Bavaria is at her most beautiful in fall. Like Sophia Loren, she is somehow at her most beautiful, easy and self-possessed, in the golden warmth of the autumn sun.
We spent the weekend in Munich. Travelling down on Friday the 13th, the countryside going by in cascades of green and gold, red tile roofs, green fields and white inviting villages and dorfs.
It's so beautiful here, I love fall so much. We don't get fall, in Texas. The poor leaves scorch right off the trees and spiral down screaming, leaving tiny smoke trails.
Here, the apples redden, the leaves yellow, the evenings cool and sweeten.
Munich was its usual carnival of construction and people. We stayed at Pension Excelsior, the beds were soft and yummy, the room large with a sink for face washing and tooth brushing. It's on Kaulbachstrasse near the Englischer Garten, but the usual German desire to Fix Something was afoot and a Giant Noisy Machine was across the street with someone going for extra credit with a chainsaw at 8am.
It's useful to ask, if you like to sleep late, about "baustelle" in the area. If there's one right outside your window, as there has been %85 of the time I've been staying in Munich over the last 3 years, they probably won't tell you.
Pension Geiger is a great cheap place to stay, but don't bet on anything but the coffee for breakfast. I love Pension Steinberg for their soft beds, nearness to the English Garden, and incredibly fresh and fabuluous Fruesstuch (brekkie) and general gemutlicheit (hospitality), but the guest windows are across the street from a pub (this is normal) and people can be incredibly drunk and inconsiderate (gosh, I've never been one of *those* *ahem*) at 3 and 4 am.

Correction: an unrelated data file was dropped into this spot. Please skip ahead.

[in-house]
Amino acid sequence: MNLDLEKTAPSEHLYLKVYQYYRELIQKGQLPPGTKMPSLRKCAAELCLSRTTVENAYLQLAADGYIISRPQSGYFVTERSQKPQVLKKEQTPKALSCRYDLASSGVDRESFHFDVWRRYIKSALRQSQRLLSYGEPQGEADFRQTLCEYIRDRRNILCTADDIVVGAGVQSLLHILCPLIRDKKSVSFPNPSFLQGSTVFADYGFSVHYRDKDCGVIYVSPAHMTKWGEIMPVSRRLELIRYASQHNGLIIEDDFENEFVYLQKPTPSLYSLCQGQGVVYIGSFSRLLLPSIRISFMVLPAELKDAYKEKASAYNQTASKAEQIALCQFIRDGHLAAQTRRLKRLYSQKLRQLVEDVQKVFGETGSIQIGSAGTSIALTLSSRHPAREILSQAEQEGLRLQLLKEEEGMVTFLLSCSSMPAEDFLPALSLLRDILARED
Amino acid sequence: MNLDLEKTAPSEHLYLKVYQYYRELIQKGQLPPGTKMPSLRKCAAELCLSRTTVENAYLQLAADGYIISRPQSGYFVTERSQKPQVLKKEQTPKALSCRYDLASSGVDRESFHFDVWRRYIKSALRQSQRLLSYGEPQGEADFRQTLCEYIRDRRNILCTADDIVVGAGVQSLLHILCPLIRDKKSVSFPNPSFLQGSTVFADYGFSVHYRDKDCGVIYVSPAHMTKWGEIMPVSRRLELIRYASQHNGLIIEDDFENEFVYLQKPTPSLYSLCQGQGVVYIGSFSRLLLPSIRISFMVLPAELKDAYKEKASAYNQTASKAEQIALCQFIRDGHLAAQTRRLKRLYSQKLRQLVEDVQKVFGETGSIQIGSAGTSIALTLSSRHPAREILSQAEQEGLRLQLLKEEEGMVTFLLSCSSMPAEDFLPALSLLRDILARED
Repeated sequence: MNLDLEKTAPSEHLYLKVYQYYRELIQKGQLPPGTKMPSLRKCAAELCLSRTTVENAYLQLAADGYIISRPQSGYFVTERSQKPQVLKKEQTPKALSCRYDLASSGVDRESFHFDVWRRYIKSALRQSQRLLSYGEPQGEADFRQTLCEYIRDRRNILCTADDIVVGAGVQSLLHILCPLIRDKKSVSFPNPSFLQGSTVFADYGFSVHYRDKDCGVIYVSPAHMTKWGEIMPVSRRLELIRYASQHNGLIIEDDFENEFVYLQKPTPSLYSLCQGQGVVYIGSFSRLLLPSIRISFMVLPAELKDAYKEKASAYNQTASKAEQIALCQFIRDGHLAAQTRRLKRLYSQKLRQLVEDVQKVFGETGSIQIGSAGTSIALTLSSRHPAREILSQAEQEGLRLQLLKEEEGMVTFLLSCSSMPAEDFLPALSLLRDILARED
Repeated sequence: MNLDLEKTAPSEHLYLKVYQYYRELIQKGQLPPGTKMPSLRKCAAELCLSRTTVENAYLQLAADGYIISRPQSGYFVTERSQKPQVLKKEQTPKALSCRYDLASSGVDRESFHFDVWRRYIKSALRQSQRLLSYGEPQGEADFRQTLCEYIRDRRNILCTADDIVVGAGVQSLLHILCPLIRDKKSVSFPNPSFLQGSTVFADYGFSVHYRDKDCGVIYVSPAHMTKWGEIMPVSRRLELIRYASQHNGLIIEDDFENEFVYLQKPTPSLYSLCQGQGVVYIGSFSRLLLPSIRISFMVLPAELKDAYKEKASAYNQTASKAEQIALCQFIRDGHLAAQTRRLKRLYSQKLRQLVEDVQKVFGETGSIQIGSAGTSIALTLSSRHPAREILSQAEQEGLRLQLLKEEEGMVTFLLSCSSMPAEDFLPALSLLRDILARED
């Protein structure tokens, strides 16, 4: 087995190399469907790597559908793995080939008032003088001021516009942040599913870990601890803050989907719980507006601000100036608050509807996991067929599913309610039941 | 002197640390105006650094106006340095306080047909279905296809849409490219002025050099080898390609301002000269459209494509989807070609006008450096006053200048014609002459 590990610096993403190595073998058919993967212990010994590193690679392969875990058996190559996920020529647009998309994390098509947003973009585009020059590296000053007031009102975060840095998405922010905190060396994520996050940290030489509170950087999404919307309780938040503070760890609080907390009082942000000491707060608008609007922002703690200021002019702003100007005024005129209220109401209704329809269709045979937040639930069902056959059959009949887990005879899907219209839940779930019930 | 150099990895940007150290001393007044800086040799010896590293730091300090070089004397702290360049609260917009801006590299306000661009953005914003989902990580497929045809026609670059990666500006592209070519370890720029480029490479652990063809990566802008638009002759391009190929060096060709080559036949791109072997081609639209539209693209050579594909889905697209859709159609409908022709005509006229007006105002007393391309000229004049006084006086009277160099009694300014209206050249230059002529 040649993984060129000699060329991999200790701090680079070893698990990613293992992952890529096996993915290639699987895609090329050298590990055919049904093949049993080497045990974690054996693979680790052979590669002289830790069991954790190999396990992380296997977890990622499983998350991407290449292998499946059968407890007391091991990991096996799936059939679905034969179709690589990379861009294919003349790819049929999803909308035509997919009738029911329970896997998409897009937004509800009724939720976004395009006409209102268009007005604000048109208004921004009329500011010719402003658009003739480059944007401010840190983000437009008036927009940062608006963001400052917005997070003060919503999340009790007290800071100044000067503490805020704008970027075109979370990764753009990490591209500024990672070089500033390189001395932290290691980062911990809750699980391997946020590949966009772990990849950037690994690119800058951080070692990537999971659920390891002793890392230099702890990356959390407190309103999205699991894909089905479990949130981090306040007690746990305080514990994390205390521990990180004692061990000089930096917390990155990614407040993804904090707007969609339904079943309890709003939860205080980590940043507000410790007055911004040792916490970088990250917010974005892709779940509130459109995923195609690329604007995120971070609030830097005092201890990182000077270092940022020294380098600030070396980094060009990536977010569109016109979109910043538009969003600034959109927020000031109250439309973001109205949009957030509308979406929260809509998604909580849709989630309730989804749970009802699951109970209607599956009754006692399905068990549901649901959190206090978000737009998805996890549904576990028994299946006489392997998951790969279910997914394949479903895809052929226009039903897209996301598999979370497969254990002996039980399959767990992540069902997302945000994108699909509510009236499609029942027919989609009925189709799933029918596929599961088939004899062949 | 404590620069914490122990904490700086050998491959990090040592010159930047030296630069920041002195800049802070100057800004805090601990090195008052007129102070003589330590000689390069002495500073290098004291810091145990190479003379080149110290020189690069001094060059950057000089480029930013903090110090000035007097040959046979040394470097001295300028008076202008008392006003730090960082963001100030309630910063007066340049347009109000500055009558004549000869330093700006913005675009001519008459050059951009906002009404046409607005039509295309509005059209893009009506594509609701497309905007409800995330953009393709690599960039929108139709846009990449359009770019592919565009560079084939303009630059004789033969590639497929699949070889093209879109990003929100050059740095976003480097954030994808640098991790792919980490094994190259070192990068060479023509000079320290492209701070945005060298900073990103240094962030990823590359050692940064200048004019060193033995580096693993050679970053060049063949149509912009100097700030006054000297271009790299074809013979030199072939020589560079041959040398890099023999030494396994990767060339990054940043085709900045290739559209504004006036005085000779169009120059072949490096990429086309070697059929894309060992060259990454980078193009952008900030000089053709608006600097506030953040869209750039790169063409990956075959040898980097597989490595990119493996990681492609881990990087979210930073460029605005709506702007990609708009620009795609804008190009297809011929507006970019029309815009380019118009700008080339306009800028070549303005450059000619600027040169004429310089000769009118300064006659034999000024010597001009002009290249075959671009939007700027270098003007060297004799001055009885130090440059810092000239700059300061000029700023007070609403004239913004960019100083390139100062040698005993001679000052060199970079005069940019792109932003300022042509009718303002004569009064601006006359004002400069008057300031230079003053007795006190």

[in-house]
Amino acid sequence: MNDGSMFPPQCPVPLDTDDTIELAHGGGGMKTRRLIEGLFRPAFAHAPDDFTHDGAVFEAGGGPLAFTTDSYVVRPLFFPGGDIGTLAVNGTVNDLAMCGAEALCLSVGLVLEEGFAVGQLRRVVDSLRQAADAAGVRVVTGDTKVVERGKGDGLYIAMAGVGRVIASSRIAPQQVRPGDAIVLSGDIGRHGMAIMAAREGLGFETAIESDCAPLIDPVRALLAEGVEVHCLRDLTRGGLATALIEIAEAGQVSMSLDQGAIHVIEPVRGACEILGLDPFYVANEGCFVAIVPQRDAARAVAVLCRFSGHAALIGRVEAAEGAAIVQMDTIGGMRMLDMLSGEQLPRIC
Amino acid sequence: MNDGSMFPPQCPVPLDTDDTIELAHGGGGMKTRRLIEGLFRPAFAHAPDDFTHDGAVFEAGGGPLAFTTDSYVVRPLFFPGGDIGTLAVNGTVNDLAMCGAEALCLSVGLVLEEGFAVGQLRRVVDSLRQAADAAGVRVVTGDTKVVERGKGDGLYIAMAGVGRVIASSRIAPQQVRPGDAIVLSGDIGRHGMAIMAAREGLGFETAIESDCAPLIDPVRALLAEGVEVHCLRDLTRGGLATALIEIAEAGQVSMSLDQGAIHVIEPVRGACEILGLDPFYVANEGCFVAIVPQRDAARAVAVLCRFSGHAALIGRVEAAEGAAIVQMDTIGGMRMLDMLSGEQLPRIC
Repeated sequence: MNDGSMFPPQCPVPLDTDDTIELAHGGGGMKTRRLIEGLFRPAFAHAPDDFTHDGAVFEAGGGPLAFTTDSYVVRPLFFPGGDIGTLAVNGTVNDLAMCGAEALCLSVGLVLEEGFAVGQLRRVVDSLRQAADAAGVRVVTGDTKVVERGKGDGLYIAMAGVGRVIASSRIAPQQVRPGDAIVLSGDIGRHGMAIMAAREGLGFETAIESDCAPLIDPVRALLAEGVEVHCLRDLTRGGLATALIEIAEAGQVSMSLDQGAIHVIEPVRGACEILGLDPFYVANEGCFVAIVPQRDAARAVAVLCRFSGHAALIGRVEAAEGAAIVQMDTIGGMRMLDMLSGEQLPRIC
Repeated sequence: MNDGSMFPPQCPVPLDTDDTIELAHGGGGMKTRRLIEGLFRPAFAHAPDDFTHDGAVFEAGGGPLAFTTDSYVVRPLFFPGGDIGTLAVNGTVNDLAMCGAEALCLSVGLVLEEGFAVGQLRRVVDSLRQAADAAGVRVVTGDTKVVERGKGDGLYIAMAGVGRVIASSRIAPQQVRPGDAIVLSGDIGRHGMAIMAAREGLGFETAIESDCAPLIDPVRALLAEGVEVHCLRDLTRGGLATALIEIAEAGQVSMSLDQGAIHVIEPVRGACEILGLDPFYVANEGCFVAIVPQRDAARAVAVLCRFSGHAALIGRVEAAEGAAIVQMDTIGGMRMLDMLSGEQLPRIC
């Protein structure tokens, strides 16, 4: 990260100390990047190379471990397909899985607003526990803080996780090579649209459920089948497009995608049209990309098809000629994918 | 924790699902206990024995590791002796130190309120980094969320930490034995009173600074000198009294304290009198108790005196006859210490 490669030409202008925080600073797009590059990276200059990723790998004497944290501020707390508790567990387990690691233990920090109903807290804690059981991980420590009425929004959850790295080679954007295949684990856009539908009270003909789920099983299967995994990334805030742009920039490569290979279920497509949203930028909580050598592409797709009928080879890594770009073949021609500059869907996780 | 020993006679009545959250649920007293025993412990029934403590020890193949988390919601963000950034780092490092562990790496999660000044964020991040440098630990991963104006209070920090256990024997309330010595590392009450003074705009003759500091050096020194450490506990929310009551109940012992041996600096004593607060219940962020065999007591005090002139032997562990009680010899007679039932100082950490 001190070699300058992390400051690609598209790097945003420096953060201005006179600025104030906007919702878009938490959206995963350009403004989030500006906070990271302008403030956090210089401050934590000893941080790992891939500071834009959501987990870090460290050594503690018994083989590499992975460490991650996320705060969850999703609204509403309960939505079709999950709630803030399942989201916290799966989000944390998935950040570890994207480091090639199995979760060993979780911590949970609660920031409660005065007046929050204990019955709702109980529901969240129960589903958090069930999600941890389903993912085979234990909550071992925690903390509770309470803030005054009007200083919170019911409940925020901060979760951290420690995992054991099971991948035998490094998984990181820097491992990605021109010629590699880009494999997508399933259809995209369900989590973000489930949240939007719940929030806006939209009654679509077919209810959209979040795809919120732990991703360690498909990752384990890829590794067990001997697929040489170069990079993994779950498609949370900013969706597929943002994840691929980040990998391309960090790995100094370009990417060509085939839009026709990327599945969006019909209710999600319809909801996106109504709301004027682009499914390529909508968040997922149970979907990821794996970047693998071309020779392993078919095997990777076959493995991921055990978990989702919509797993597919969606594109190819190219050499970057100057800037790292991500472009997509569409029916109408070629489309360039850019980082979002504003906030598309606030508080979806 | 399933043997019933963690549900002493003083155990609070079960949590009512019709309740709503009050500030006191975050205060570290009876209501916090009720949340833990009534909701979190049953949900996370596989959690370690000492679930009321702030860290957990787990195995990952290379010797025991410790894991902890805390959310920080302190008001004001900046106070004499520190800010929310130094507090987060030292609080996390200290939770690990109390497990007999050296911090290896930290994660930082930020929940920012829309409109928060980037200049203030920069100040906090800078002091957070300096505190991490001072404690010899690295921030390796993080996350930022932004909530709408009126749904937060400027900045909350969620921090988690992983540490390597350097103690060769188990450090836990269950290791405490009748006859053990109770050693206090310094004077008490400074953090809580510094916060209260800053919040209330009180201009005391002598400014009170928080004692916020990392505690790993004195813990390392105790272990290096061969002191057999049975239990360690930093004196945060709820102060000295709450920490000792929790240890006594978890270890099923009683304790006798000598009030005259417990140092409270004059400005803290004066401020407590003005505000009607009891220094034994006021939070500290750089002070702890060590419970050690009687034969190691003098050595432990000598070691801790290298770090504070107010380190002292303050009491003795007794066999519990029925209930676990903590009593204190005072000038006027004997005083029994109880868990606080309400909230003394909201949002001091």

Generally, if you can be forgiving of various personal errors, the Schwabing pensions can be delightful, especially if you are interested in having fun in Munich.
Other than that,look for cheap deals, check out the Bayern-Ticket, learn your Bittes and Dankes and enjoy the educated German's easy English skills. Germans love to speak English. It's required in school (from grammar school) and most understand at least spoken English. Perhaps it is a trait of Anglican obstinacy that everyone has to understand US.. honestly it makes me feel a little silly. Certainly any given German's skills in English are better than mine in German, but I like to give them a
"run for their money".. wait.. the $ is getting its pants beat off by the Euro... an even better reason to learn Deutsch.